So, Zak, let’s go ahead and go to the next slide. So to start off, give you a little bit of context of why OneLab? How did this come about? Ren mentioned our target audiences. And this has been an idea in the making for several years. But COVID really put an even brighter spotlight on the need.
So what you see here is we monitor monthly registration for our training courses ongoing throughout the years. And so what you see here is we pulled registration data on all of our e-learning courses that currently live on our learning management system, which Ren mentioned is called CDC train. I’ll get into that a little bit more later as well.
This chart compares the number of monthly registrations for the year before the COVID-19 response. And it compares it to the year of the response, which is the line in green. And as you can see, there’s been two substantial peaks in registration since activating for the COVID-19 response, which for our agency was January 20th where we formally activated.
And then in the first peak was during the first few months of the response and then another one in late summer, which corresponds with our most popular course, packing and shipping, that was released. A significant update was released during that time. So although we do typically see seasonal bumps in registrations throughout every year, the peaks during the COVID-19 response are much higher.
And so that’s important for a couple reasons. So let’s go to the next slide, please. To look at this a different way, let’s see if it– there we go. So to look at this a different way, we compared our course registrations for COVID-19 relevant courses to our other courses since the start of the emergency response. So what does that mean? How are those courses different?
So over the last year, DLS has released about 49 trainings. And right now, there’s currently 35 active on CDC train. You can access those on our website, which I’ll provide all these links to you in a little bit.
But 14 of those courses are what we are referring to as they’re COVID-19 relevant. Meaning that the knowledge and content in those courses are either broadly related to emergency preparedness and response, such as drafting a continuing operations plan, or foundational in nature, such as molecular biology or packing and shipping or PPE that is needed for every emergency response. So between January and May of 2020, 70% of all the registrations have been for those 14 COVID-19 related response.
And so that’s important for a couple reasons. Because during this time, we weren’t sure. There were so many challenges going on that we were experiencing both personally and professionally and in our work setting. And it was just there was so much going on. We weren’t sure if people were really still wanting to take training, if they had the time to sit down and access a training course or review a job aid.
And this data shows that not only were they still interested, they’re interested at an exponential amount than before. And so that really validated for us. It’s really good for us to know. And it validated that we need to continue to identify education and training needs of our target audiences. And we need to address those by developing resources that are relevant and easy to access.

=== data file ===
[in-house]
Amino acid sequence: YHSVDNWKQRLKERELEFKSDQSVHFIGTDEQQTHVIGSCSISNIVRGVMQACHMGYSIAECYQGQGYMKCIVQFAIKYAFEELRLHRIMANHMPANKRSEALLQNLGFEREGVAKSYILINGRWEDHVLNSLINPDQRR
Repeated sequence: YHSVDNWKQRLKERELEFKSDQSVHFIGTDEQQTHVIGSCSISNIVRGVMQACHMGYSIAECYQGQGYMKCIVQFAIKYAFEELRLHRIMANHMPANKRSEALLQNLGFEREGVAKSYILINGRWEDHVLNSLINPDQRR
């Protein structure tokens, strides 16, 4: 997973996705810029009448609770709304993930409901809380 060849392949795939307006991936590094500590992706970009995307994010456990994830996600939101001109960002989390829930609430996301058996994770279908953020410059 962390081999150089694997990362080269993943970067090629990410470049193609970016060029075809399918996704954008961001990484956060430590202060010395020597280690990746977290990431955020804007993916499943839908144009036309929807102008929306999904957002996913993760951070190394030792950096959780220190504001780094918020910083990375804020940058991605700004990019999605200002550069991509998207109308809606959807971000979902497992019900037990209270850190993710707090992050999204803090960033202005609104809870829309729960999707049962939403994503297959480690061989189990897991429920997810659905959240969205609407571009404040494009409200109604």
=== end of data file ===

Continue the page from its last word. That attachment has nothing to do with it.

And there’s different ways we can do that. We are in an emergency response. We all are processing information differently. And so when I say training or education, I’m not referring to your standard 45-minute e-learning course that you log into. That can look in several different ways.
So we’ll talk more about that too. And this is why I’m so excited about this network because you all will be part of that ongoing conversation as well. So again, take home point, we can’t lose sight. We’re in an emergency response. We have a lot of priorities going on, a lot of challenges that we’re trying to address. But we can’t lose sight of the education and training needs of our audiences either.
So that brings me to OneLab. So next slide. So our long-term goal with the OneLab initiative is, again, as Ren said, we want to establish a sustainable learning community of clinical laboratories, public health laboratories, and CDC to collectively support rapid, large-scale emergency responses.
So what does that mean? That means anybody not necessarily with a training background, but anybody who has a role or responsibility in creating or delivery service, education and training services or resources to clinical laboratory audiences, this network is for you. If you’re not quite sure, if you’re maybe not delivering them just yet but you’re thinking about it or maybe you’ve done it here and there, this network is for you. If you’re thinking of ways of how to do that better or you’re just not sure what that looks like or maybe education and training is more self-driven at your organization, this network is for you.
So it doesn’t necessarily mean, again, I do not have a traditional training in laboratory science. My training is in capacity building. However, our target audiences in DLS are public health and clinical laboratory professionals and the laboratory community at large. And so we work to make sure that workforce and training development programs are created specific to these audiences and reach these audiences in a meaningful way. So hopefully that helps clear up really what’s the long-term goal and who is this network for.